For the bulk of every Rocky and Bullwinkle episode, moose and squirrel would engage in high concept escapades that satirized geopolitics, contemporary cinema, and the very fabrics of the human condition. With all of that to work with, there's no excuse for why the pair and their Soviet nemeses haven't gotten a decent movie adaptation. But the ingenious Mr. Peabody and his faithful boy Sherman are another story, intercut between Rocky and Bullwinkle segments to teach kids brief history lessons and toss in a nearly lethal dose of puns. Their stories and relationship were much simpler, which means that bringing their shtick to the big screen would entail a lot more invention — always risky when you're dealing with precious material.
For the most part, Mr. Peabody & Sherman handles the regeneration of its heroes aptly, allowing for emotionally substance in their unique father-son relationship and all the difficulties inherent therein. The story is no subtle metaphor for the difficulties surrounding gay adoption, with society decreeing that a dog, no matter how hyper-intelligent, cannot be a suitable father. The central plot has Peabody hosting a party for a disapproving child services agent and the parents of a young girl with whom 7-year-old Sherman had a schoolyard spat, all in order to prove himself a suitable dad. Of course, the WABAC comes into play when the tots take it for a spin, forcing Peabody to rush to their rescue.
Getting down to personals, we also see the left brain-heavy Peabody struggle with being father Sherman deserves. The bulk of the emotional marks are hit as we learn just how much Peabody cares for Sherman, and just how hard it has been to accept that his only family is growing up and changing.
But more successful than the new is the film's handling of the old — the material that Peabody and Sherman purists will adore. They travel back in time via the WABAC Machine to Ancient Egypt, the Renaissance, and the Trojan War, and 18th Century France, explaining the cultural backdrop and historical significance of the settings and characters they happen upon, all with that irreverent (but no longer racist) flare that the old cartoons enjoyed. And oh... the puns.
Mr. Peabody & Sherman is a f**king treasure trove of some of the most amazingly bad puns in recent cinema. This effort alone will leave you in awe.
The film does unravel in its final act, bringing the science-fiction of time travel a little too close to the forefront and dropping the ball on a good deal of its emotional groundwork. What seemed to be substantial building blocks do not pay off in the way we might, as scholars of animated family cinema, have anticipated, leaving the movie with an unfinished feeling.
But all in all, it's a bright, compassionate, reasonably educational, and occasionally funny if not altogether worthy tribute to an old favorite. And since we don't have our own WABAC machine to return to a time of regularly scheduled Peabody and Sherman cartoons, this will do okay for now.
If nothing else, it's worth your time for the puns.
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S10E9: Holy over-the-top drama. Last night was a long episode. Granted, group week is usually my favorite because it’s when everyone’s crazy starts to come out, and boy did it ever. The folks at Idol flipped the usual group week antics upside down. When students of the show got ahead of the game by forming groups during the first round of auditions, dreaming up routines and practicing whenever they could, the judges announced that this year the rules had changed. Every group would have to be part Day 1 contestants and Part Day 2 and they’d have to choose songs from a pre-set list. Well crap. Of course, tears and pandemonium ensued – as well as some serious heartlessness. Here’s a tip Idol hopefuls: you aren’t going to win the hearts of American voters if you kick a 15 year old sweetheart out of your group at midnight.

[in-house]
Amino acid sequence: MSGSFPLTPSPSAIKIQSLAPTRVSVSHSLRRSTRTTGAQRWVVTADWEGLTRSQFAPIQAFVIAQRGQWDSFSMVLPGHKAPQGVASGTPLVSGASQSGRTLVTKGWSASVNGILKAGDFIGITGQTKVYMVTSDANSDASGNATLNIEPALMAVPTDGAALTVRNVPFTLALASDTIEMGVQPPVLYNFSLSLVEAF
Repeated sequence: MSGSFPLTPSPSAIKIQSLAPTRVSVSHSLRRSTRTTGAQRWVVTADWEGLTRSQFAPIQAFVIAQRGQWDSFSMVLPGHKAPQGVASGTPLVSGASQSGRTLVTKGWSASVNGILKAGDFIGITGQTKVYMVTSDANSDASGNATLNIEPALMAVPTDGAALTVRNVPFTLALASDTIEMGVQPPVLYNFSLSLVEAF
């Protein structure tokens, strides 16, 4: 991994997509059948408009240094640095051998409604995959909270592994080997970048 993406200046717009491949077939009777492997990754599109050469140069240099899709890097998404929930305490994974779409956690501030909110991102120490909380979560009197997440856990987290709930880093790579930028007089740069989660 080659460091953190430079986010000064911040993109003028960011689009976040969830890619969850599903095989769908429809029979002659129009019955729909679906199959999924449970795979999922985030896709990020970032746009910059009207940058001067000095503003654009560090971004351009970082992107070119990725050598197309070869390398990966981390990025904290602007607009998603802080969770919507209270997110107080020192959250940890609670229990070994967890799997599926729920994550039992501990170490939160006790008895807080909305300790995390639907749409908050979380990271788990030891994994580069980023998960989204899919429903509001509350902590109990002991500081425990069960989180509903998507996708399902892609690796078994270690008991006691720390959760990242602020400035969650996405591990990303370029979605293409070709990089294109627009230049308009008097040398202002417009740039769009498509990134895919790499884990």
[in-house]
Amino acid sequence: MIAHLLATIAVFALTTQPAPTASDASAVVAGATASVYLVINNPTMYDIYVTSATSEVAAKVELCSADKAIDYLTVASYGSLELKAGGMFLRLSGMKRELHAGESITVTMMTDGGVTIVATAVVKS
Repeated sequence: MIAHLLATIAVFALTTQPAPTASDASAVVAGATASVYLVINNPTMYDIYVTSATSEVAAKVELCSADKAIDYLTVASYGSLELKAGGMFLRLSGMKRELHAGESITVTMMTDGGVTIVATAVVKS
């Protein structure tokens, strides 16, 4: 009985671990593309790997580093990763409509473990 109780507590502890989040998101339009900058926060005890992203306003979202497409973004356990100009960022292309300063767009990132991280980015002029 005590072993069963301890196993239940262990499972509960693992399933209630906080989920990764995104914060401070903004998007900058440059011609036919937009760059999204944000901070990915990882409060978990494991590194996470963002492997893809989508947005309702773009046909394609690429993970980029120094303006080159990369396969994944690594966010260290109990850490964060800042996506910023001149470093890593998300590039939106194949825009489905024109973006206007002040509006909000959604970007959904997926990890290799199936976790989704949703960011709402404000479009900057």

After nearly an hour of set-up, watching the groups flounder to get members, and subsequently fight for space to rehearse, the judges were finally ready to begin the judging. And away we go.
“He came out gangbusters…I think they all went off.” – Steven
Right out of the gate, the groups were shaping up to be pretty good. First up was a trio made up of Pia Toscano, Alessandra Guercio and Brielle Von Hugel singing “Grenade” by Bruno Mars. The New York natives did an adequate rendition of the song and fulfilled the choreography requirement by pretending they were in a Destiny’s Child video from 1999, but that was enough and they all made it through.
Then came the first sign of trouble after all the pre-audition drama. Jordan Dorsey, who will likely not be getting many votes after this display, ditched his group, 440, after playing prima donna all day and telling every potential new member they weren’t good enough. His new group, who changed their name to 4+1 in honor of the recent addition, also featured audience favorite Robbie Rosen and did an nice version of the Jackson 5’s “ABC” that allowed them to make it to the next round. (And even though Rosen aligned himself with the Jordan bozo, I’m still hoping he sticks around.)
Next, of course, because Idol loves the drama, was Jordan’s abandoned group 440 singing the song also known as “Fuck You.” (Take that TV sensors.) Because Idol cuts up the songs so we only see the faces they’re interested in, we saw both Adrian Michaels and Lauren Turner belt it out despite their frustrations due to the wrench Jordan’s decision threw into their routine. They were able to hold their heads high afterward because after a dramatic display of making them each step forward one by one, they all made it through.
“Oh you guys. I’m so scared of this group.” –JLo
Oh, Tiffany Rios, you nutcase. After searching tirelessly for someone, ANYONE to join her group, Tiffany had scored Jessica Yantz as her partner in crime, but no matter how hard they tried (including serenading the unwilling listeners in the auditorium) they couldn’t find a third person to meet the requirements. So they performed a duet and it was horrific. I didn’t know that “Irreplaceable” could sound so much like a horror movie. Then again, I didn’t think she’d make it past the first audition back in New Jersey, so what do I know? Buh-bye, ladies.